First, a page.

Do You Want to Live More in Flow?

Well, you’re right in the work, you lose your sense of time, you’re completely enraptured, you’re completely caught up in what you’re doing, and you’re sort of swayed by the possibilities you see in this work. . . – Mark Strand, poet

Water garden MGD©What lights you up? What experiences take you out of yourself and leave you feeling profoundly inspired? When we engage in these experiences or activities our mind chatter quiets and we find ourselves capable of so much more that we thought. We find ourselves in the expanded state of flow.

Flow is most often associated with top athletes or perhaps jazz musicians. There is a tendency to think of it as the domain of a select few rather than an experience accessible to all.

I recently listened to a talk by Jamie Wheal, Co-Founder of the Flow Genome Project, which is devoted to studying the different ways we can experience flow, that optimal state of consciousness or peak state where we both feel our best and perform our best. So far they have identified four main categories for ways individuals find their flow.

The first group they call The Hard Chargers are those adrenaline junkies who seek challenging physical adventures like running, rock climbing, surfing or hang gliding. Then there are the Deep Thinkers, those given to solitude, reflection, and working with creativity where they enjoy being deeply absorbed in making something whether a poem, a rocking chair or a garden. The third group they call Flow Goers who engage activities like meditation, yoga, or tai chi to find flow. Last are the Crowd Pleasers, the extroverts and social butterflies who enjoy being in the thick of social activity. I love this work since it expands our awareness on the possibilities for living in flow and we can see more easily the ways we are already tapping this state.

Wheal also spoke of our present time in the world, that in spite of the conflicts and problems, as being the most peaceful and prosperous period in world history. Yet people are experiencing high levels of stress, apathy, depression and anxiety. He suggested that this may be the result of the fast pace of our lives and information overload being too much for the current operating system of who we think we are. He suggested that our ego based, mind oriented self simply can’t handle the challenges We feel overwhelmed and incapable of affecting change.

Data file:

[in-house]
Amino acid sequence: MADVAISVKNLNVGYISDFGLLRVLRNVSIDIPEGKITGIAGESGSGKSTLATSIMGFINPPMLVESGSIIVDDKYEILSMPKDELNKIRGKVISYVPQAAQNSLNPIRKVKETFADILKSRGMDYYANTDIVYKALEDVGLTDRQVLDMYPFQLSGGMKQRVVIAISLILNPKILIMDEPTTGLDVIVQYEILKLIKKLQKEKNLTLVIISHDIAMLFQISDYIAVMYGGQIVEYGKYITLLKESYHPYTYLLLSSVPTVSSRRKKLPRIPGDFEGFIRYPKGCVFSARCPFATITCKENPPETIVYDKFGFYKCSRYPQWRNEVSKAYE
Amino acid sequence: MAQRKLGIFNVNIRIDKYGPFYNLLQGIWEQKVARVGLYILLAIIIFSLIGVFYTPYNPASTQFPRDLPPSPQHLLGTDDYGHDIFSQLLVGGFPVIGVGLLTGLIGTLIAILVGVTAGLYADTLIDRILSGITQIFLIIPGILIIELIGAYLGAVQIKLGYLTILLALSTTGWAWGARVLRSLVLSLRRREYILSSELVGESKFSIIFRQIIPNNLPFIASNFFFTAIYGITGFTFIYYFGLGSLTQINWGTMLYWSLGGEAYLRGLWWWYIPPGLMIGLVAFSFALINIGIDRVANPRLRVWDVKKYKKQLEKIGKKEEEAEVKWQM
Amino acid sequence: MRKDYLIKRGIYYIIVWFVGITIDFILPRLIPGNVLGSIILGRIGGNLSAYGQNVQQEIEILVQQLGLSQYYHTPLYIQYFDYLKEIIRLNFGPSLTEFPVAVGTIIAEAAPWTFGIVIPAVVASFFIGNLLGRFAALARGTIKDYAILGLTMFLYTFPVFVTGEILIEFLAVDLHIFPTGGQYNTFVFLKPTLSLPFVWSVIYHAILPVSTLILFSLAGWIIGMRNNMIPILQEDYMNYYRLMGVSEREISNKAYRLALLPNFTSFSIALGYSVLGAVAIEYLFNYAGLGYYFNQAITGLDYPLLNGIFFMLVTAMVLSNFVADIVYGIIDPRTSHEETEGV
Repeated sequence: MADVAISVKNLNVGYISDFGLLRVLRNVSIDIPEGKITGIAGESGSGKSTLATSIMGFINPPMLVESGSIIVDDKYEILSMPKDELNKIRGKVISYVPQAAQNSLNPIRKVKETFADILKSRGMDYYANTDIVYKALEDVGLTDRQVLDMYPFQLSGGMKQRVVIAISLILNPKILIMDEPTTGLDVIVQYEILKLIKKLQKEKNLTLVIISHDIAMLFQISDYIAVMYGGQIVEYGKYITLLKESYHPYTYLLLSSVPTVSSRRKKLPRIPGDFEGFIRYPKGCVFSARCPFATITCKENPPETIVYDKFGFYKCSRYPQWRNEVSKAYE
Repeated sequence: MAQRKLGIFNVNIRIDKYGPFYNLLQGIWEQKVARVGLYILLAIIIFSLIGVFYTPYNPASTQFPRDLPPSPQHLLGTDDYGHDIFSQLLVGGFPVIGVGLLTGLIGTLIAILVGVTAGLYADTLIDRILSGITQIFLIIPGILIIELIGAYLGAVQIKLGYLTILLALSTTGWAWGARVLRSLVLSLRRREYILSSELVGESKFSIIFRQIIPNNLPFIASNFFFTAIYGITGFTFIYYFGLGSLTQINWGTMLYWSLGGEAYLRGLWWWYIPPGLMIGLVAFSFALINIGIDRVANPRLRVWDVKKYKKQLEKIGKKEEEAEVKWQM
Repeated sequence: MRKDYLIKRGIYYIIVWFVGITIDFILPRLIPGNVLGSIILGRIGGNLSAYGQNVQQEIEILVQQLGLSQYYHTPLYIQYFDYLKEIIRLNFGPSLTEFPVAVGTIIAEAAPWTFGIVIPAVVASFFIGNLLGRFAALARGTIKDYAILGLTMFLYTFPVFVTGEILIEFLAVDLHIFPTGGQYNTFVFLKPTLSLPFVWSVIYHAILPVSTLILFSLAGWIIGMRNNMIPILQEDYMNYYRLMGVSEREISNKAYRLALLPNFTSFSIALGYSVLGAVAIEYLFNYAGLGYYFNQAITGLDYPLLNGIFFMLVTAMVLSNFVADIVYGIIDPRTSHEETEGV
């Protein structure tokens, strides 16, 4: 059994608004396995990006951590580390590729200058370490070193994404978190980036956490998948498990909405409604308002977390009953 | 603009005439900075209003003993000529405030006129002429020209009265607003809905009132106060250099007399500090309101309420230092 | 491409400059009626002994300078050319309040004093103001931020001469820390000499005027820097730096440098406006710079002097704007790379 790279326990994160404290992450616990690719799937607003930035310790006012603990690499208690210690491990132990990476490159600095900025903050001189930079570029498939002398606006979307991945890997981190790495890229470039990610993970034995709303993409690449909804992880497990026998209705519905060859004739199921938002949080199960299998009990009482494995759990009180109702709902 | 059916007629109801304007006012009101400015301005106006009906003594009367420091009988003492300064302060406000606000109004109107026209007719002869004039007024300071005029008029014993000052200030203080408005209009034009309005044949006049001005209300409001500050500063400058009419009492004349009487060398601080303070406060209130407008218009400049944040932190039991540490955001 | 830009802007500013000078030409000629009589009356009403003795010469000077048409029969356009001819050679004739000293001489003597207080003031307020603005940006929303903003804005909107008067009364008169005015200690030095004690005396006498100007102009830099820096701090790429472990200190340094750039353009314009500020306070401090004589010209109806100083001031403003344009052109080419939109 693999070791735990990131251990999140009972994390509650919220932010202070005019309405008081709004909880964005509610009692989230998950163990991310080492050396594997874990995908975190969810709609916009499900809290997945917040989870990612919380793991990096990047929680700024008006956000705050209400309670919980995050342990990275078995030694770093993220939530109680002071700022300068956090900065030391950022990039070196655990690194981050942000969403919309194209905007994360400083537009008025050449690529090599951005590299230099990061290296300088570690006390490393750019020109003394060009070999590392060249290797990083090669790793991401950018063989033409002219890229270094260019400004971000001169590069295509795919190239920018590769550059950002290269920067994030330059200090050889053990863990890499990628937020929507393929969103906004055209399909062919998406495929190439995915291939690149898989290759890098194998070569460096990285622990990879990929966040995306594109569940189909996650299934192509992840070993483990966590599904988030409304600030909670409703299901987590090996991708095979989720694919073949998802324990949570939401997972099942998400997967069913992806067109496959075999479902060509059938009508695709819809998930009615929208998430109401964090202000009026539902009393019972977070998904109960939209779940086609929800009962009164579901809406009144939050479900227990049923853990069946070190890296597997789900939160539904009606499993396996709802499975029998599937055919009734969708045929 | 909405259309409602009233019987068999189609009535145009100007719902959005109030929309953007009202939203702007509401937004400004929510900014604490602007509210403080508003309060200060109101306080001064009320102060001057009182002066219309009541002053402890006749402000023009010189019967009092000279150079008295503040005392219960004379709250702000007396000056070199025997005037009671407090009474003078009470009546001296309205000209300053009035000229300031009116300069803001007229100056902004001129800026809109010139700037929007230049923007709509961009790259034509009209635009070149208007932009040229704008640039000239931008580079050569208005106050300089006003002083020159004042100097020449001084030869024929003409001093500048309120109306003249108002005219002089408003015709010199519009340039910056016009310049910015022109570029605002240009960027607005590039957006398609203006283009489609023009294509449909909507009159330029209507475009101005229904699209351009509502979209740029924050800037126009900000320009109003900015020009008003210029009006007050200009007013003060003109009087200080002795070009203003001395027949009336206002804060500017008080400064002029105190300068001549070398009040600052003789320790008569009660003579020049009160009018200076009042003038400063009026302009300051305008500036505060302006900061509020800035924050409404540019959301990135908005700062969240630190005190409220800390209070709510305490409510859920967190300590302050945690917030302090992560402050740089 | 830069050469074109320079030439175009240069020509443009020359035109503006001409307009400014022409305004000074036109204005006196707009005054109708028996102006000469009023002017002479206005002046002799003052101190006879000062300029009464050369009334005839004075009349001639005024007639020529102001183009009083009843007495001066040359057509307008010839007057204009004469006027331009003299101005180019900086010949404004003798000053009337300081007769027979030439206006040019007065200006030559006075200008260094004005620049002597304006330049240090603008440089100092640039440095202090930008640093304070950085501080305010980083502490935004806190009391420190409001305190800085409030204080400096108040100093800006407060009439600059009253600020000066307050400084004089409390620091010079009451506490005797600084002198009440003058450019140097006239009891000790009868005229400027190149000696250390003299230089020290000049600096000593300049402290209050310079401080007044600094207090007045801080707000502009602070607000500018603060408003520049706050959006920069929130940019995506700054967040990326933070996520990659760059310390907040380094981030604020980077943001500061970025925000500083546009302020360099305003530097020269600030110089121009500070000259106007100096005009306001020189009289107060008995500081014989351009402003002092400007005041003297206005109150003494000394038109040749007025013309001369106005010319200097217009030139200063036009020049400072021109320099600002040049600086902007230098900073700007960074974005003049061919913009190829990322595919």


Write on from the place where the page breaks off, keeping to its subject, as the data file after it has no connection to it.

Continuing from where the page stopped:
The capacities we experience in flow states give us access to expanded abilities of problem solving and accelerated learning that allow us to move through the world and our challenges with grace and new levels resourcefulness.

I identify most with the Deep Thinker group where spending quiet, reflective time in nature and my pleasure in being creative regularly put me in flow. Although I’d more likely call it Deep Feeler since my heart is more involved than my mind and I am able to do things my mind doesn’t think it can do. These practices I regularly engage in put me in flow and allow me to be more peaceful and objective about the great challenges we face in the world today and consider creative solutions.

Take a minute and consider which category you relate to the most and the ways you are already accessing flow. I think categories can overlap. You may be a Deep Thinker who enjoys doing yoga. Being mindful of how you can work with flow states can really expand your possibilities and sense of well being. To start pick one activity that calls to you and play with it. See if you don’t feel more expansion, clarity and joy from the experience.

If you enjoyed this article subscribe to my free newsletter. Just click on the Mail List Subscribe tab in the column on the left, enter your email and I’ll send you my Creativity eBooklet for guidance and inspiration. Thanks!

Leave a Reply